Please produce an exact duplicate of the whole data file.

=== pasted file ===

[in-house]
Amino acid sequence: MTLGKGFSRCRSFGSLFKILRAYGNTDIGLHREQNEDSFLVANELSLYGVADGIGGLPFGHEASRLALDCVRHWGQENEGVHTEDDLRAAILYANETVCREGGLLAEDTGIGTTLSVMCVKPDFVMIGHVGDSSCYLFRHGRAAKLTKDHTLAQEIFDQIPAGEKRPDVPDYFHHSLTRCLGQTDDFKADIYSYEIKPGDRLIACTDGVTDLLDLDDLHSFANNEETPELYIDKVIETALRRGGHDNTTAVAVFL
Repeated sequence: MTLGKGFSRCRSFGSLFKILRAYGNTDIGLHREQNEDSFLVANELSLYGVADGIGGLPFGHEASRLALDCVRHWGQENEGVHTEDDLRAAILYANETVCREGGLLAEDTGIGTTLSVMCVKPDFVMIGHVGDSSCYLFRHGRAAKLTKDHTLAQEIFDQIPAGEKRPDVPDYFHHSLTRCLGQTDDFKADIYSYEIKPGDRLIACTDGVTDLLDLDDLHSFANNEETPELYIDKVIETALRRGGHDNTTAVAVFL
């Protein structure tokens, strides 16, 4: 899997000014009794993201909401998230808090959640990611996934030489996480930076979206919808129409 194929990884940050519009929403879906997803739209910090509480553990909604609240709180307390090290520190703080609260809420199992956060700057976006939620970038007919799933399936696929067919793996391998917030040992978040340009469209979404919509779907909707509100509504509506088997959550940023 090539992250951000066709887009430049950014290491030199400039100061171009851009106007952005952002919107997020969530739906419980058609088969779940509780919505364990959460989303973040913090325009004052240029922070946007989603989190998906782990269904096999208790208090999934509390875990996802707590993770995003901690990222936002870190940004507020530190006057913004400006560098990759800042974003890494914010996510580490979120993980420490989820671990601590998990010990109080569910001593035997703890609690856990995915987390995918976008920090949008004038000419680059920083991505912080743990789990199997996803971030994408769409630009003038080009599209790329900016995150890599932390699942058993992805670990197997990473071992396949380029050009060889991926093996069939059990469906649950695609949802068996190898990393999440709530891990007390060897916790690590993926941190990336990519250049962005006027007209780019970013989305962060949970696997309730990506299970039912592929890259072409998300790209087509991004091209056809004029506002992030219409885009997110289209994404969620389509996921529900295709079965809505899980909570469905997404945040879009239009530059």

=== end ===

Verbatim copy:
[in-house]
Amino acid sequence: MTLGKGFSRCRSFGSLFKILRAYGNTDIGLHREQNEDSFLVANELSLYGVADGIGGLPFGHEASRLALDCVRHWGQENEGVHTEDDLRAAILYANETVCREGGLLAEDTGIGTTLSVMCVKPDFVMIGHVGDSSCYLFRHGRAAKLTKDHTLAQEIFDQIPAGEKRPDVPDYFHHSLTRCLGQTDDFKADIYSYEIKPGDRLIACTDGVTDLLDLDDLHSFANNEETPELYIDKVIETALRRGGHDNTTAVAVFL
Repeated sequence: MTLGKGFSRCRSFGSLFKILRAYGNTDIGLHREQNEDSFLVANELSLYGVADGIGGLPFGHEASRLALDCVRHWGQENEGVHTEDDLRAAILYANETVCREGGLLAEDTGIGTTLSVMCVKPDFVMIGHVGDSSCYLFRHGRAAKLTKDHTLAQEIFDQIPAGEKRPDVPDYFHHSLTRCLGQTDDFKADIYSYEIKPGDRLIACTDGVTDLLDLDDLHSFANNEETPELYIDKVIETALRRGGHDNTTAVAVFL
């Protein structure tokens, strides 16, 4: 899997000014009794993201909401998230808090959640990611996934030489996480930076979206919808129409 194929990884940050519009929403879906997803739209910090509480553990909604609240709180307390090290520190703080609260809420199992956060700057976006939620970038007919799933399936696929067919793996391998917030040992978040340009469209979404919509779907909707509100509504509506088997959550940023 090539992250951000066709887009430049950014290491030199400039100061171009851009106007952005952002919107997020969530739906419980058609088969779940509780919505364990959460989303973040913090325009004052240029922070946007989603989190998906782990269904096999208790208090999934509390875990996802707590993770995003901690990222936002870190940004507020530190006057913004400006560098990759800042974003890494914010996510580490979120993980420490989820671990601590998990010990109080569910001593035997703890609690856990995915987390995918976008920090949008004038000419680059920083991505912080743990789990199997996803971030994408769409630009003038080009599209790329900016995150890599932390699942058993992805670990197997990473071992396949380029050009060889991926093996069939059990469906649950695609949802068996190898990393999440709530891990007390060897916790690590993926941190990336990519250049962005006027007209780019970013989305962060949970696997309730990506299970039912592929890259072409998300790209087509991004091209056809004029506002992030219409885009997110289209994404969620389509996921529900295709079965809505899980909570469905997404945040879009239009530059």